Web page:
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Kenyan Maasai mark momentous milestone in move to end female genital cutting

by Julia Lalla-Maharajh | Orchid Project
Friday, 15 February 2019 12:00 GMT

Maasai warriors take part in a ceremony on Feb 6, 2019, in the Loita Hills, Kenya. Credit: SAFE Maa

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* Any views expressed in this opinion piece are those of the author and not of Thomson Reuters Foundation.

The Maasai are replacing cutting with an alternative non-harmful rite of passage for girls

Julia Lalla-Maharajh is CEO & Founder of the Orchid Project which works to end female genital cutting

I’m on my way home through a dismal February-London, and it already feels as if the exuberance, gravity and joy of the gathering I have just been privileged to witness in the Loita Hills of Kenya is far behind me. 

What I saw there was not an everyday occurrence. 3,000 Maasai came together to publicly declare they are no longer going to practice female genital cutting, marking a monumental milestone in the Kenyan movement to end the harmful tradition. 

It took years of preparation, pioneering spirits, and commitment to listening and talking. At the heart of the movement I’m talking about is a deep desire to protect girls and allow them to flourish. 

It started ten years ago, when grassroots organisation S.A.F.E. Kenya were working to prevent the spread of HIV. Their approach of using traditional theatre and song interwoven with human rights messages, spread to Loita, 8 hours drive from Nairobi, where Maasai farmed their land and grazed cattle. 

As conversations about HIV and health were starting to happen, it stirred something within one woman in Loita, Sarah Tenoi, who began thinking about her experiences of a long-held tradition which can have grave consequences for women and girls’ health, but was shrouded in secrecy: female genital cutting. 

Sarah knew all too well the impacts cutting can have on a woman’s life, and decided to make it her mission to challenge the practice. One of the biggest barriers she faced was that cutting was seen as an integral part of Maasai culture; a rite of passage for girls to become women. 

Sarah shared her quiet yet breathtaking vision with her friend, and project manager for S.A.F.E., Amos Leuka, and together they decided to take the issue to the village elders. Over the next several years, the team opened up conversations about human rights in the community and raised awareness about cutting through traditional song, dance and theatre. 

In December 2017, a surprising breakthrough created an opportunity. Kenyan authorities were cracking down on cutting within Loita, resulting in girls being cut secretly to evade detection, rather than in a public ceremony.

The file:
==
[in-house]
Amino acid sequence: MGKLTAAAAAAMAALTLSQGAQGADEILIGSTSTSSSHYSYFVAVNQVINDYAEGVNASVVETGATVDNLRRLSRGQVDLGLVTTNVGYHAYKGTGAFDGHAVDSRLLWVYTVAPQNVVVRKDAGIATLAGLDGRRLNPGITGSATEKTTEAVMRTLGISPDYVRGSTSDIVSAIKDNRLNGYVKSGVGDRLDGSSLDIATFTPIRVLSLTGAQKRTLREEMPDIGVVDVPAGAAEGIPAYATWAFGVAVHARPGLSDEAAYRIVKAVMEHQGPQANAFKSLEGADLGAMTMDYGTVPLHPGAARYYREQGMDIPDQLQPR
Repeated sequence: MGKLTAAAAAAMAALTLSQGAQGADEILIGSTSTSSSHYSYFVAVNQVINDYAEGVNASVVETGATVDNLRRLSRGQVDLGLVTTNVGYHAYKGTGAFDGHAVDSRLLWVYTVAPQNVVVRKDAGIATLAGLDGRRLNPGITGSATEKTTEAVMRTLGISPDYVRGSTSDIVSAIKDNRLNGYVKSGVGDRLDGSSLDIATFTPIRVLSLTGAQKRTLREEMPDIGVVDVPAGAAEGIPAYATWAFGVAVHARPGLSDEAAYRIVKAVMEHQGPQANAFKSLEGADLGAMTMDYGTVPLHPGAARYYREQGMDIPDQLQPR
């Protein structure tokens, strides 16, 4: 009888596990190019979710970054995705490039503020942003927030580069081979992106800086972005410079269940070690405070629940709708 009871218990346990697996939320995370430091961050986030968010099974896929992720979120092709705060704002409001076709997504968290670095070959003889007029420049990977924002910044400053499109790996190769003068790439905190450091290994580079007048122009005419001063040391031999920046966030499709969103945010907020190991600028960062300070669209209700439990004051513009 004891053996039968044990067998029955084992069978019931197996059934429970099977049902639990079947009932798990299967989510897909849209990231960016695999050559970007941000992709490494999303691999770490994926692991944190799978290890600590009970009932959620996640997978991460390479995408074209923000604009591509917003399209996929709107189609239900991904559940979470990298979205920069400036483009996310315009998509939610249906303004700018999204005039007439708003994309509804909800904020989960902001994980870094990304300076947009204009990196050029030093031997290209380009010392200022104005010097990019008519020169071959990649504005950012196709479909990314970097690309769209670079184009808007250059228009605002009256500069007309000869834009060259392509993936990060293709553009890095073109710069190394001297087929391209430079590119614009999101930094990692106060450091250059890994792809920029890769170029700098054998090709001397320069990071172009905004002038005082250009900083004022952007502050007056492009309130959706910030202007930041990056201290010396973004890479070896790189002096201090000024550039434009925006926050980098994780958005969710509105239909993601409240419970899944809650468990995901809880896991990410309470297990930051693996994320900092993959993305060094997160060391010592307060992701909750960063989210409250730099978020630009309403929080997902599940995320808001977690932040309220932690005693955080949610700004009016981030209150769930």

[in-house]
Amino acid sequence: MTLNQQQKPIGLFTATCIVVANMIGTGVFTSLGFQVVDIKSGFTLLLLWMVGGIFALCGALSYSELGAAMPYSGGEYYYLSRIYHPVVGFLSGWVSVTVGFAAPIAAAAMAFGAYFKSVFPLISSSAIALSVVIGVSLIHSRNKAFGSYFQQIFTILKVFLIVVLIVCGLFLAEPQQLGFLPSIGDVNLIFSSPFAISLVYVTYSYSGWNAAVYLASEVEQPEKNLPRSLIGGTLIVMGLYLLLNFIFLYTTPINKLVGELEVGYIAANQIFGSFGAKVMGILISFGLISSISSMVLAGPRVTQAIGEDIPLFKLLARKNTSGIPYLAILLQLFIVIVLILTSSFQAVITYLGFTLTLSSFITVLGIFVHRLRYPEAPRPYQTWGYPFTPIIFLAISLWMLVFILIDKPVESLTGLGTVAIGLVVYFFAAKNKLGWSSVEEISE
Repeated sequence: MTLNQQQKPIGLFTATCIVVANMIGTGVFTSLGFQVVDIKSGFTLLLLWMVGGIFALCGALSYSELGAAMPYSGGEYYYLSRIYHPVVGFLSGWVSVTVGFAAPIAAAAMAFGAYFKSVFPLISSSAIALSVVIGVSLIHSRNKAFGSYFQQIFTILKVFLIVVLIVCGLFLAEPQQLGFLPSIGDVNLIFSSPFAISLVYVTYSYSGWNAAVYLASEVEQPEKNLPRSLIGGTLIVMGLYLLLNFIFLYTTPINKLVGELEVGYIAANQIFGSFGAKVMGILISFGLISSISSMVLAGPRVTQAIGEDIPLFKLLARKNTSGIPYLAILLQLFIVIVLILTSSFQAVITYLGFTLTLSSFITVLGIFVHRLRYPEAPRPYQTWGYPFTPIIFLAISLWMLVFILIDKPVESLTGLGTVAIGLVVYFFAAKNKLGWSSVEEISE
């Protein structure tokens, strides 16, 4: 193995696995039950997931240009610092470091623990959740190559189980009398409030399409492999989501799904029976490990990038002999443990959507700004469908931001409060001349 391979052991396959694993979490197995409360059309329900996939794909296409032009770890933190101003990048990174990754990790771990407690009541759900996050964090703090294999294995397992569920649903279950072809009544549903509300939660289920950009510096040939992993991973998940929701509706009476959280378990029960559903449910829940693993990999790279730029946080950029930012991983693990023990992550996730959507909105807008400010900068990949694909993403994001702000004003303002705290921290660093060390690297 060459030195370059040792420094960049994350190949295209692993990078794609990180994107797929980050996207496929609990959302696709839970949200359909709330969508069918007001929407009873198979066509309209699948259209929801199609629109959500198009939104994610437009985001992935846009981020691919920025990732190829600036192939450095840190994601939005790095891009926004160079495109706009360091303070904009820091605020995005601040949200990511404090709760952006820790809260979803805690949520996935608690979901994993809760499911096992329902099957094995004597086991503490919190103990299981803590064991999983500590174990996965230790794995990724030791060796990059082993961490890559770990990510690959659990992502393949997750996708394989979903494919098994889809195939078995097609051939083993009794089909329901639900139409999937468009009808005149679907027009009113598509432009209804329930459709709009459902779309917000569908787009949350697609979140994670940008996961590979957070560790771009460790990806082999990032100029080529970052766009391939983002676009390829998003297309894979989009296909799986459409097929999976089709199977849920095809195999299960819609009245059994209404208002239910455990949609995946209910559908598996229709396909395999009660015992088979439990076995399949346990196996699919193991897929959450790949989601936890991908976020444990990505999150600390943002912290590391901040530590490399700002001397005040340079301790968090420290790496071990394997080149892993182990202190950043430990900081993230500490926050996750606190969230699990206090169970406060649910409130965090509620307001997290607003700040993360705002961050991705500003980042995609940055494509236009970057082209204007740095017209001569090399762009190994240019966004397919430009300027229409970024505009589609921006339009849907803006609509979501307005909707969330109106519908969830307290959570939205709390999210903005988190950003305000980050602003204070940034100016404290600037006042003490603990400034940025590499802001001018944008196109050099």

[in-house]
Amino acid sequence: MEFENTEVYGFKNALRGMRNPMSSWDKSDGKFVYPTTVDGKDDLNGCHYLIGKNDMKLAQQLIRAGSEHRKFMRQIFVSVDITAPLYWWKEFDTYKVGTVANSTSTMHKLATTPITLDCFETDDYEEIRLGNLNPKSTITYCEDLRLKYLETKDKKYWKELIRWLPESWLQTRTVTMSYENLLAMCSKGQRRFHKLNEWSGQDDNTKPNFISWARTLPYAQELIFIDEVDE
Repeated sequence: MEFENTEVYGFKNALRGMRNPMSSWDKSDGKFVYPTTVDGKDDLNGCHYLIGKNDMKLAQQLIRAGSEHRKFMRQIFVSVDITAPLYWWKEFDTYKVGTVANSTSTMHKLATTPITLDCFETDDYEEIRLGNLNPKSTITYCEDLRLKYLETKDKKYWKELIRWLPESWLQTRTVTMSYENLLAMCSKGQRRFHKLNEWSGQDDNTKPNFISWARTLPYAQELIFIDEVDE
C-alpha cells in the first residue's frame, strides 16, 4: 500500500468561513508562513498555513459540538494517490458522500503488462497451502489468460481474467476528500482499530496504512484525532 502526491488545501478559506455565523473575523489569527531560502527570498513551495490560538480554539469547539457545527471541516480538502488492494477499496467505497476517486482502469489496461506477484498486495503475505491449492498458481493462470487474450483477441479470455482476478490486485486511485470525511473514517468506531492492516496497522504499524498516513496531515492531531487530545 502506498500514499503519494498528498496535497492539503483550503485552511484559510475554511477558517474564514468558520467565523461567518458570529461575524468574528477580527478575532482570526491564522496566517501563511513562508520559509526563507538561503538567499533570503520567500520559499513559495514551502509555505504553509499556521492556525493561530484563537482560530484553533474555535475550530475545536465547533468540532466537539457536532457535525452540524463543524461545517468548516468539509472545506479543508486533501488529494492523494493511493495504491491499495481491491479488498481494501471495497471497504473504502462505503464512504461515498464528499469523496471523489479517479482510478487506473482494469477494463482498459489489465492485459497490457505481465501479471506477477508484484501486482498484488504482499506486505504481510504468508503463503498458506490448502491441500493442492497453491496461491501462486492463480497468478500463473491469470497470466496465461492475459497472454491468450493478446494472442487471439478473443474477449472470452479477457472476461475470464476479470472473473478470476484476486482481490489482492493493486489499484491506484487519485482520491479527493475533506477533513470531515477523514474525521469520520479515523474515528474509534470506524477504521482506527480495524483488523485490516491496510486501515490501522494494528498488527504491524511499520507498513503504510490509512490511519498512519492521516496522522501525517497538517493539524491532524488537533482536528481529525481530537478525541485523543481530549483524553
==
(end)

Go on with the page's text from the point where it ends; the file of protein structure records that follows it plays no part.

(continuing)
Maasai warriors take part in a ceremony on Feb 6, 2019, in the Loita Hills, Kenya. Credit: SAFE Maa

While it’s difficult to ever take a silver lining from girls undergoing the cut in any circumstances, this trend highlighted that cutting was no longer being practised as part of the rite of passage. The cut didn’t have to take place for a girl to become a woman. 

What happened next was S.A.F.E. gathered 42 cultural leaders, who are often custodians of cutting, to discuss a non-harmful alternative rite of passage. Amos and Sarah shared that traditional cutters had devised a ritual which involved pouring cow’s milk over a girl thighs, instead of cutting her. 

The cultural leaders wholeheartedly agreed to publicly bless the new ritual and lead the Loita community in abandoning cutting. 

So on Feb 6, the international day to end cutting, 3,000 Maasai gathered to witness cultural leaders bless the new rite and commit to leaving the practice behind. 

Having partnered with S.A.F.E. as part of Orchid Project’s work to accelerate an end to cutting, it was electrifying to witness. 

I met young Maasai warriors, visitors from nearby Samburu and Garissa, Maasai from across the Tanzanian border, and I sat peeling potatoes (to much laughter) with local women in preparation for the gathering. 

I saw incredible performances which emphasised the day’s truly historic nature with both humour and humanity. I witnessed a community in the midst of true social change. 

This doesn’t mean cutting has ended definitively in this region but, crucially, it marks an intention to stop cutting. This public commitment to stop cutting will make it possible for social norms to shift, until girls are no longer cut, while upholding non-harmful parts of Maasai culture. 

Social change takes time. I’ve learned that we must fund at the grassroots and support communities to lead change, allowing for mistakes as well as triumphs. 

As Amos hugged me goodbye, tears of gratitude welled up in our eyes. 

“There is a Maasai saying,” he said, “there is no such thing as a simple parting, when the heart is involved.”

I’ve may have left a bit of my heart in Loita, but I think it’s safe there, and it will continue to witness change spreading, for so many girls, for years to come.